Josef Stalin never visited the western Siberian city of Surgut. But earlier this month, local activists from the nationalist Russky Dukh (Russian Spirit) movement erected a bust of the Soviet dictator on the embankment of the Ob River.
"The idea came up when we were celebrating the 70th anniversary of victory [over Hitler's Germany in 1945]," Russky Dukh activist and Communist Party member Denis Khanzhin told RFE/RL. "To honor the leader of that victory: Generalissimus Josef Stalin."
The group collected 260,000 rubles ($4,000) for the project through online crowdfunding, said Khanzhin, 28. He claims that "60 percent" of locals back the idea of honoring Stalin.
A couple of hundred meters away from the bust, however, a wooden sign tells a different story: "On this spot we are building a monument to the victims of political repression."
Surgut, now the largest city in the natural-gas-rich Khanty-Mansiisk Autonomous District, was not formally part of Stalin's notorious gulag network. There were no camps there. But tens of thousands of dispossessed peasants from southern Russia, as well as thousands of representatives of deported ethnic groups such as Finns, Moldovans, and Volga Germans, were internally exiled there, euphemistically labelled "special resettlers."
Pavel Akimov, one of the organizers of the project to remember Stalin's victims, told RFE/RL what happened to him and his parents, independent farmers who were sent to Surgut from Tyumen Oblast in 1930.
"First they were sent to Tobolsk," says Akimov, 71. "Then to Khanty-Mansiisk, which was then called Ostyako-Vagulsk. From there, people were scattered around. My parents and others were simply dropped off on the banks of the river. They were given a few axes and shovels and told to dig themselves some bunkers. It was autumn. They were left to the whims of fate to survive."
Akimov's father died in 1950. His mother was only given an internal passport, which would have allowed her to leave the region, in 1964, but by then she and her three sons had nowhere to go. The family received an official certificate of "rehabilitation" -- meaning they were recognized as innocent victims of repression -- in 1991, the year the Soviet Union ceased to exist.
Like Akimov, many people in Surgut and the surrounding region today are the descendants of Stalin's "special resettlers." Akimov says there are still 760 children of the exiled in Surgut itself, and a total of about 10,000-15,000 descendants and their families in the surrounding region.
For more than a year, Akimov's group, Our Memory, has been raising funds to erect the monument and negotiating with local officials on the details of the project.
Pavel Akimov from the Our Memory group
Khanzhin told RFE/RL that there is no reason for the descendants of the exiled to object to the Stalin monument. After all, he says, the dictator gave their relatives work when he evacuated a fish cannery to the city from Odesa, in Ukraine, during the war.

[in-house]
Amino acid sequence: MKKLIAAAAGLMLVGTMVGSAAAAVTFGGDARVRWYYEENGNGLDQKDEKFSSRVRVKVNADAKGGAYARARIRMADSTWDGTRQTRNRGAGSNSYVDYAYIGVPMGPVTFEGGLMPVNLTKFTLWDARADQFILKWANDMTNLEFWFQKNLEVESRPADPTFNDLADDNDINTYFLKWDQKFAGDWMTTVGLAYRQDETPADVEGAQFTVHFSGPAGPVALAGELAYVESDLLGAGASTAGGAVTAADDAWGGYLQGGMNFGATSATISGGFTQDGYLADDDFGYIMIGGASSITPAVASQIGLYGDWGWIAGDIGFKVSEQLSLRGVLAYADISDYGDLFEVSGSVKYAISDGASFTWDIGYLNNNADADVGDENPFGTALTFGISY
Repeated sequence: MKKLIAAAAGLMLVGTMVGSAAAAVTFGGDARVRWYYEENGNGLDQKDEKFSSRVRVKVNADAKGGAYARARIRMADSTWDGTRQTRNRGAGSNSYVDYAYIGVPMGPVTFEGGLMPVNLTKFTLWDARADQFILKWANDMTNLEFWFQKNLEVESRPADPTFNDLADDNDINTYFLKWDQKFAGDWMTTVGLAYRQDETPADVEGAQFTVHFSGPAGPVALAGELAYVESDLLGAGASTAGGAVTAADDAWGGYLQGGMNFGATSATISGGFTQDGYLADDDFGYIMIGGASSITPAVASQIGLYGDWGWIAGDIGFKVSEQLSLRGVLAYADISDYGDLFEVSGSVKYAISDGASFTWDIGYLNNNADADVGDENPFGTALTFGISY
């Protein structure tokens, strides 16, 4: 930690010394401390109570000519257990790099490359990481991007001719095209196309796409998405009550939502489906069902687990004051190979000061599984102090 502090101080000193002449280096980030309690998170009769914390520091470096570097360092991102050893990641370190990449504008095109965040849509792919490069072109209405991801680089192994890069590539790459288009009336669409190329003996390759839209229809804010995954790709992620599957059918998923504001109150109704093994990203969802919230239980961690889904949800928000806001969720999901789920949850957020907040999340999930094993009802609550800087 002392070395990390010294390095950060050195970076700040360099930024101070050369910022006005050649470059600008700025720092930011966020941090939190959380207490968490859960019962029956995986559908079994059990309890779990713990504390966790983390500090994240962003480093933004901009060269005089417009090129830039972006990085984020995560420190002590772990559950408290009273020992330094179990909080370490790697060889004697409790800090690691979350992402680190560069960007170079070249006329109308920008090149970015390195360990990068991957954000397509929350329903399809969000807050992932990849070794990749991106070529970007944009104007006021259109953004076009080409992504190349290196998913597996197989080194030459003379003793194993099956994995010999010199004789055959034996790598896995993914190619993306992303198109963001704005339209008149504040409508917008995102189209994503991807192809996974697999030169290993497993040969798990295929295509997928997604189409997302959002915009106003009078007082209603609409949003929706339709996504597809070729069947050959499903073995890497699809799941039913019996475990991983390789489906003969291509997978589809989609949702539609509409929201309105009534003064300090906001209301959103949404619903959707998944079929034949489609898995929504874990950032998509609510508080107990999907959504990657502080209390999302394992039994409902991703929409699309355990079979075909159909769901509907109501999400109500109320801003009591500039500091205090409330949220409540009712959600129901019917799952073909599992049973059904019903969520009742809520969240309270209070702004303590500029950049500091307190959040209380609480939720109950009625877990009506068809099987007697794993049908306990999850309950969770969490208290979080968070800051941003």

"They could work for the good of the motherland," Khanzhin said. "We shouldn't confuse these people with Gulag prisoners who were convicted under the law. And their descendants, I think, are not so bad off now. After all, their relatives were not shot, and they were able to work for the benefit of the motherland, to help during the war. And now they themselves live in a wonderful, rich city."
"What's more, that's 'how the steel was tempered,'" he added, meaning how people who endured such hardships were made tough. "Stalin himself went through this school -- he was exiled, but he dealt with it and became not a criminal but a statesman!"
He acknowledges that there are many opinions about Stalin, but says accounts putting the number of people Stalin killed in the tens of millions are "myths" from the perestroika era.
Drenched In Red
Not everyone seems to agree with his views. At least twice during the bust's first two weeks, unknown vandals drenched it in blood-red paint. Local officials say the Stalin bust was installed without permission and that it might be removed following an investigation by the municipal monuments committee.
Khanzhin denies that his group intentionally placed the Stalin bust next to the place where the victims' memorial is to be. He says Russky Dukh has no objection to the proposed memorial.
"People need to know history and the two [monuments] will complement one another," he said. Moreover, Stalin himself, Khanzhin claimed, "was a victim of [Soviet leader Nikita] Khrushchev's political repressions."
Akimov agrees that people need to know history -- but fears that young Russians of Khanzhin's generation know nothing of what happened to the Soviet people under Stalin.
"No one teaches them this and so no one knows," Akimov told RFE/RL. "In textbooks there is just the phrase 'there were repressions.' Two words -- that is all. And who remembers the summary executions of 1937 and 1938 when nearly 1 million people were shot -- just according to official figures."
"I have children, and they know that I was repressed. When I tell them about my parents, I get chills," he said. "When we were gathering information about the people who were shot here [in Surgut], I wrote it all down but for a long time I couldn't look at those papers. I began trembling when I saw those pages and how whole families were shot down. Not only healthy men who might do something illegal. But what about a 70-year-old? What was he shot for? But they stood him up against the wall together with small children. You don't have to experience that yourself -- just seeing such things on paper is horrifying."